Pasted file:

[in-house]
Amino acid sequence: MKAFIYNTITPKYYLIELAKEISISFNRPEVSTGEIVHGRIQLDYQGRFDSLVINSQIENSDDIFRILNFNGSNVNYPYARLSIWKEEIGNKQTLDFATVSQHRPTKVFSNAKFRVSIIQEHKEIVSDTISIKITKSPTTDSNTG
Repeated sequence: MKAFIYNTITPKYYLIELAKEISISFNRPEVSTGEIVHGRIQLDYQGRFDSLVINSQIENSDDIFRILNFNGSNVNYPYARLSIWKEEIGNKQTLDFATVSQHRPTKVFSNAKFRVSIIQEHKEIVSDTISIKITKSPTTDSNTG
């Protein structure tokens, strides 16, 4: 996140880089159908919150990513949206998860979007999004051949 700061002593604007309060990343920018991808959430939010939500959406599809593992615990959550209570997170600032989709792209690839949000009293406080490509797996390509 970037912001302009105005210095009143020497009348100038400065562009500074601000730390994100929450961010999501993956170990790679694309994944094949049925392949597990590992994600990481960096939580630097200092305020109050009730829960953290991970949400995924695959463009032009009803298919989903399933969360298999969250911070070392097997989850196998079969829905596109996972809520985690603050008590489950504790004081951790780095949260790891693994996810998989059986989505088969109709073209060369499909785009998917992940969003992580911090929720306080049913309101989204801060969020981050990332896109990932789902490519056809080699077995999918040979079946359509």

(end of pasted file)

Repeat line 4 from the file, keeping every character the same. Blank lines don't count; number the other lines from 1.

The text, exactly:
């Protein structure tokens, strides 16, 4: 996140880089159908919150990513949206998860979007999004051949 700061002593604007309060990343920018991808959430939010939500959406599809593992615990959550209570997170600032989709792209690839949000009293406080490509797996390509 970037912001302009105005210095009143020497009348100038400065562009500074601000730390994100929450961010999501993956170990790679694309994944094949049925392949597990590992994600990481960096939580630097200092305020109050009730829960953290991970949400995924695959463009032009009803298919989903399933969360298999969250911070070392097997989850196998079969829905596109996972809520985690603050008590489950504790004081951790780095949260790891693994996810998989059986989505088969109709073209060369499909785009998917992940969003992580911090929720306080049913309101989204801060969020981050990332896109990932789902490519056809080699077995999918040979079946359509």